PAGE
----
An abundance of information that could be useful to terrorists is available in the open literature. This information, unclassified but nonetheless sensitive, includes risk assessments that identify infrastructure vulnerabilities, analyses that hypothesize creative attacks, and otherwise dangerous knowledge that is released under the rubric of scientific openness or the public's 'right to know.' Attempts to manage this information more responsibly have been resisted in part due to the misconception that such efforts would require formal, draconian restrictions on speech. However, greater discipline in the dissemination of sensitive information can be introduced without compromising the nation's values. In particularly sensitive areas, scientists, journalists, and members of the general public should embrace voluntary self-restraint as a civic duty. Further, both government entities and journalists should avoid calling attention to sensitive information in ways that compound rather than reduce the potential harm it represents.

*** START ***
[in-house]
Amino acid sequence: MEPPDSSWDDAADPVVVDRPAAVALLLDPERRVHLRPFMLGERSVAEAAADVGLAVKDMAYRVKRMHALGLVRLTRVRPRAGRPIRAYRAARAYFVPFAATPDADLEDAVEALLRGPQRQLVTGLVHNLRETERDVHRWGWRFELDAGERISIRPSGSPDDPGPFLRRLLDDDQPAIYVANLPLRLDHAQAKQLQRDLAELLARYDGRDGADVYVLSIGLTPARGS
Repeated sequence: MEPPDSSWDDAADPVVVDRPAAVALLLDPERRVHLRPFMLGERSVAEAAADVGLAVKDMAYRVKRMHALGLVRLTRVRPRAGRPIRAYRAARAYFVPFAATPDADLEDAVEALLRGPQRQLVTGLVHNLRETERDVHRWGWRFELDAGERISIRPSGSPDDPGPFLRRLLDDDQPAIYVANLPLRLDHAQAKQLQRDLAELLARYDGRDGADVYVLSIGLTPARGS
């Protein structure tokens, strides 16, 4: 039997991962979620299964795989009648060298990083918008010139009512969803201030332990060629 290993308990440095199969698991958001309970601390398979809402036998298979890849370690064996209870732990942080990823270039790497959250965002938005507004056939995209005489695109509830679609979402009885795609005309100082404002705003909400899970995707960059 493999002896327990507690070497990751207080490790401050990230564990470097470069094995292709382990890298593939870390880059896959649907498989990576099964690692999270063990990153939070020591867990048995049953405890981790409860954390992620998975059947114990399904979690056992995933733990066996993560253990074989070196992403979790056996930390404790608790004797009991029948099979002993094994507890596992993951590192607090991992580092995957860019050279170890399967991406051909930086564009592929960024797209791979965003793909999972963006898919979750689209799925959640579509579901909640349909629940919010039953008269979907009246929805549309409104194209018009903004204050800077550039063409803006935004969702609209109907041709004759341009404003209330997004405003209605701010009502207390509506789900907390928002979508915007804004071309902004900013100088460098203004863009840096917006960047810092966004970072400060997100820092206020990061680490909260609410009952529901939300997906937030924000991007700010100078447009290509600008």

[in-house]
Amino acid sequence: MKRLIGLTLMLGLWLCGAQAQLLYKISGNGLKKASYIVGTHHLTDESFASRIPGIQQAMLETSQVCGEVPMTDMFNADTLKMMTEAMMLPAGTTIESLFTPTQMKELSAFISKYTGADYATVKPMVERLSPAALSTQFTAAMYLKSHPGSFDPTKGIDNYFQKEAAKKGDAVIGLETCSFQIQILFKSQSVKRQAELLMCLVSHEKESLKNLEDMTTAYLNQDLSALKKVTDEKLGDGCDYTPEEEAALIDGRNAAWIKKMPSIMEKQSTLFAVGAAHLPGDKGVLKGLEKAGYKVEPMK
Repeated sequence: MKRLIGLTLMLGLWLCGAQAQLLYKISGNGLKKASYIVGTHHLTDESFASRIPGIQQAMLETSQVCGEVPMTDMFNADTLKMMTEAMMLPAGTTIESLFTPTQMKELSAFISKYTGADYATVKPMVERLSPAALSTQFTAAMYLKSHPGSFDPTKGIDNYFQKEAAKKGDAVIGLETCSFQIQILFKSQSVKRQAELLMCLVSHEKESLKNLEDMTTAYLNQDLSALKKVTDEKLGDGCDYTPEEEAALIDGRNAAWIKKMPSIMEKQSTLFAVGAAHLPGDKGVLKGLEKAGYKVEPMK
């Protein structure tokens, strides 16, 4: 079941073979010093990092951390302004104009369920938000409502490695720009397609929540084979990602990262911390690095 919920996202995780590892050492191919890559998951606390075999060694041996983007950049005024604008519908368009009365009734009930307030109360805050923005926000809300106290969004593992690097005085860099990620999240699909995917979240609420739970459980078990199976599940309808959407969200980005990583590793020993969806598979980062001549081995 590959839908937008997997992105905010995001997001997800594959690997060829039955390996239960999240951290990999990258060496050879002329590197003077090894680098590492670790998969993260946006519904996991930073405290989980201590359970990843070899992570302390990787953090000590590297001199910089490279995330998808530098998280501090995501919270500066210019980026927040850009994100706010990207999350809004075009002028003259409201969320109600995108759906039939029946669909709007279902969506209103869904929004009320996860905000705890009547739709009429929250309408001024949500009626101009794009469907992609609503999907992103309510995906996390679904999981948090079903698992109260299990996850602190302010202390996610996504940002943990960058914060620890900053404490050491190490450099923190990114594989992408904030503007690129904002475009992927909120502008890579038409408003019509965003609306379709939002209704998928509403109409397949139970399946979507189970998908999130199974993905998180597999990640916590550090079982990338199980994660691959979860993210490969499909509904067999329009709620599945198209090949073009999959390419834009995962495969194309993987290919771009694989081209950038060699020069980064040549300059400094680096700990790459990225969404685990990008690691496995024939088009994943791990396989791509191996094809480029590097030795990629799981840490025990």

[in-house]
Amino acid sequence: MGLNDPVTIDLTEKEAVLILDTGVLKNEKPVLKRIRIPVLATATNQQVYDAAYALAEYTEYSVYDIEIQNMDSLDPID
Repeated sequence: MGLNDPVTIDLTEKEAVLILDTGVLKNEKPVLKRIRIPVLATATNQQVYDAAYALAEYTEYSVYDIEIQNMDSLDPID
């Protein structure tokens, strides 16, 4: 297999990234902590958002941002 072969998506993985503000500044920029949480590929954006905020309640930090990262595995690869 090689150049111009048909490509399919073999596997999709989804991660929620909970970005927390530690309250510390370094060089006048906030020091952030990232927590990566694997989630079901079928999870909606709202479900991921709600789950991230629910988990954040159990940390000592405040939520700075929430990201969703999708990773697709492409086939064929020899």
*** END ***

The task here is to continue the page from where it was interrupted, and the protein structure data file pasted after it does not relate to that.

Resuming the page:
|Publisher:||Naval Postgraduate School (U.S.). Center for Homeland Defense and Security|
|Copyright:||2011 Dallas Boyd|
|Retrieved From:||Homeland Security Affairs Journal: http://www.hsaj.org/|
|Source:||Homeland Security Affairs (May 2011), v.7, article 10|